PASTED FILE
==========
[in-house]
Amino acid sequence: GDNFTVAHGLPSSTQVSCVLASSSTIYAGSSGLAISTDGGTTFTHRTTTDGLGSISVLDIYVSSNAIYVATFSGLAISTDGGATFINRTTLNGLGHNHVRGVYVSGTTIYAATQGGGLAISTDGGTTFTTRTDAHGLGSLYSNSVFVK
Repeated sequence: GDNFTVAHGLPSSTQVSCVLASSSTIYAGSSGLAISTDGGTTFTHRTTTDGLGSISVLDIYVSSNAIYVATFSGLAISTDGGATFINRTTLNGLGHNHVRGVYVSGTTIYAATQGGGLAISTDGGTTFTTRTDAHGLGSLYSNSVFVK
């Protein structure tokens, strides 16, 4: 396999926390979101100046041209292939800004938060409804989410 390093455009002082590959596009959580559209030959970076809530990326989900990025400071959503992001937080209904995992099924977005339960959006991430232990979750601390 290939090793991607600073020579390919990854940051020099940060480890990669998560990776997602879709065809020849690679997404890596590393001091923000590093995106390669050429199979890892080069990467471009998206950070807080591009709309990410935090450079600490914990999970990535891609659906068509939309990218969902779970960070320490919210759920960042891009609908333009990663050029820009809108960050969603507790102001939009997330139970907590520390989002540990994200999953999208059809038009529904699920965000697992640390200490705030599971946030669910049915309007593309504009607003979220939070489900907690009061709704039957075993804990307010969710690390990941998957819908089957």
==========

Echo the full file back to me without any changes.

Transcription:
[in-house]
Amino acid sequence: GDNFTVAHGLPSSTQVSCVLASSSTIYAGSSGLAISTDGGTTFTHRTTTDGLGSISVLDIYVSSNAIYVATFSGLAISTDGGATFINRTTLNGLGHNHVRGVYVSGTTIYAATQGGGLAISTDGGTTFTTRTDAHGLGSLYSNSVFVK
Repeated sequence: GDNFTVAHGLPSSTQVSCVLASSSTIYAGSSGLAISTDGGTTFTHRTTTDGLGSISVLDIYVSSNAIYVATFSGLAISTDGGATFINRTTLNGLGHNHVRGVYVSGTTIYAATQGGGLAISTDGGTTFTTRTDAHGLGSLYSNSVFVK
């Protein structure tokens, strides 16, 4: 396999926390979101100046041209292939800004938060409804989410 390093455009002082590959596009959580559209030959970076809530990326989900990025400071959503992001937080209904995992099924977005339960959006991430232990979750601390 290939090793991607600073020579390919990854940051020099940060480890990669998560990776997602879709065809020849690679997404890596590393001091923000590093995106390669050429199979890892080069990467471009998206950070807080591009709309990410935090450079600490914990999970990535891609659906068509939309990218969902779970960070320490919210759920960042891009609908333009990663050029820009809108960050969603507790102001939009997330139970907590520390989002540990994200999953999208059809038009529904699920965000697992640390200490705030599971946030669910049915309007593309504009607003979220939070489900907690009061709704039957075993804990307010969710690390990941998957819908089957």